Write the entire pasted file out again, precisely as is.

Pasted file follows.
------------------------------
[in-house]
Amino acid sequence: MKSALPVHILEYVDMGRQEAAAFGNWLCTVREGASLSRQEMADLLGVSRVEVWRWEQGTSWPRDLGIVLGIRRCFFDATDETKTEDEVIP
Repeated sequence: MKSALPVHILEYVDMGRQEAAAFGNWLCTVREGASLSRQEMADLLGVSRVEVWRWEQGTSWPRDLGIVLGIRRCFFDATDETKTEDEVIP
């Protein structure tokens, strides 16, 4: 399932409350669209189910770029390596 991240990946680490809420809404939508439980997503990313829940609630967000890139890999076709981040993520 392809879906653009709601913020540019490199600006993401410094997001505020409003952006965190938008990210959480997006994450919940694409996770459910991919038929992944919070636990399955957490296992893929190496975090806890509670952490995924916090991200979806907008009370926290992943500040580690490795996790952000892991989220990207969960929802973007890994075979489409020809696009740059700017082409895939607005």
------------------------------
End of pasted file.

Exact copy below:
[in-house]
Amino acid sequence: MKSALPVHILEYVDMGRQEAAAFGNWLCTVREGASLSRQEMADLLGVSRVEVWRWEQGTSWPRDLGIVLGIRRCFFDATDETKTEDEVIP
Repeated sequence: MKSALPVHILEYVDMGRQEAAAFGNWLCTVREGASLSRQEMADLLGVSRVEVWRWEQGTSWPRDLGIVLGIRRCFFDATDETKTEDEVIP
């Protein structure tokens, strides 16, 4: 399932409350669209189910770029390596 991240990946680490809420809404939508439980997503990313829940609630967000890139890999076709981040993520 392809879906653009709601913020540019490199600006993401410094997001505020409003952006965190938008990210959480997006994450919940694409996770459910991919038929992944919070636990399955957490296992893929190496975090806890509670952490995924916090991200979806907008009370926290992943500040580690490795996790952000892991989220990207969960929802973007890994075979489409020809696009740059700017082409895939607005």